This is the blog post I have wanted to write for a decade. These are the words I have wanted to shout out loud, but never, ever would have thought it possible.
My son, the boy who barely could eat anything for many years without fear, can now eat everything without hesitation. The kid who went everywhere carrying emergency medicines and his own snacks is now able to leave the house empty-handed at a moment’s notice. The child with Eosinophilic Esophagitis who had 33 endoscopies by the age of nine, is off all his medications and showing no signs whatsoever of disease. Instead he is thriving like never before.
Though the progress has been gradual over the last two years of treatments, today he officially “graduates” from the program that has given him freedom. Today is our 52nd trip from Philadelphia to Boston to see Amy Theiringer, a woman who is curing children like my own. Today I am feeling grateful beyond words and bursting with pride for all that we have accomplished together.
In the last 26 months, we have driven over 30,000 miles, and spent over 525 hours in a car. We have spent thousands and thousands of dollars between treatments and travel expenses. And I wouldn’t change a thing.
Given the opportunity, most parents would do whatever it takes to heal their child. My son is cured, and that makes it all – every mile, every moment, and every penny – worthwhile. I will forever admire fellow parents of children with extra needs, who live their lives in a state of high alert, and who don’t hesitate to go the extra mile (or 30,000 of them) for their son or daughter’s health.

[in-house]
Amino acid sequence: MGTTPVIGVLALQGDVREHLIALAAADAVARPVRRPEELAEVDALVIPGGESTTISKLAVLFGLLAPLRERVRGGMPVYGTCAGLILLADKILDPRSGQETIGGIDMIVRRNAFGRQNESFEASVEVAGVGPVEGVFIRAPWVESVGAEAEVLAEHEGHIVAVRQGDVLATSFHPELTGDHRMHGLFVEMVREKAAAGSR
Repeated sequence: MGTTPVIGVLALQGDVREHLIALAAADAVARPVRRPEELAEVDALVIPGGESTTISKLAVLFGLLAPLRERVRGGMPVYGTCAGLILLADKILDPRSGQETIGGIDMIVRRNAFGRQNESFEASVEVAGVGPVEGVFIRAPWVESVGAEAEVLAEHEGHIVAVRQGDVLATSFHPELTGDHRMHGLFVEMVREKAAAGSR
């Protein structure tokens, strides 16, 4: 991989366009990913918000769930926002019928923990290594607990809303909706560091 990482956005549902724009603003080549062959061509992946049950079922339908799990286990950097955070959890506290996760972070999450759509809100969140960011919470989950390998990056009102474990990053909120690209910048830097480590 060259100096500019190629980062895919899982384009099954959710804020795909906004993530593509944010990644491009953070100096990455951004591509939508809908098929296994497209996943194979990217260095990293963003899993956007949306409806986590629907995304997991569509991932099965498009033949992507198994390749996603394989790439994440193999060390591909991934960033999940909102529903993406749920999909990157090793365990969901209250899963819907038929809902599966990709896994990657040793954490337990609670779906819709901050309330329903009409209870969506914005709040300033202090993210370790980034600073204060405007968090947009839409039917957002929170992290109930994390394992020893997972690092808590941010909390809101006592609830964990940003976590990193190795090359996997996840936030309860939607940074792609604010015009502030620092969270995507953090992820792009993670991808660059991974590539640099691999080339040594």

As I write these words while wiping away tears, I know that this is the end of an era, and the beginning of a new chapter for both of us. My son’s chapter will be filled with pages about becoming a typical teenager, with tales of friendships, school, crushes, and sports. His will have no mention of what came beforehand, because kids are wonderfully resilient that way.
But I will know, every so often, when he quietly glances over at me. He will be thinking about the journey we took to get to normal. Our eyes will meet briefly – and we will both know.
One day I hope his chapters are filled with spectacular adventures. For today, I am beyond appreciative that he can revel in simply feeling normal.
Some people believe that “normal” is boring, or that normal should not ever be anyone’s goal. Though I understand the sentiment, I have to respectfully disagree. Sometimes normal is the most rewarding experience in the world.
Though it is uncomfortable for me to be staring ahead at blank pages, what will fill my next chapter is yet to be determined. After years of constant multitasking, planning every moment in advance and living life in a state of high alert, my reserves are somewhat depleted. I know that there will be more uphill battles to conquer in the future, and “whatever it takes” will become the motto once again. For now, only time will help me get back the energy and resolve needed to figure out what my next chapter may say. Only time will help me come to terms with ending an era that I had been programmed to believe would last forever.
One day I hope that my pages too are filled with spectacular adventures. I sure do look forward to writing them. In this moment, however, my plan is to revel in simply feeling normal.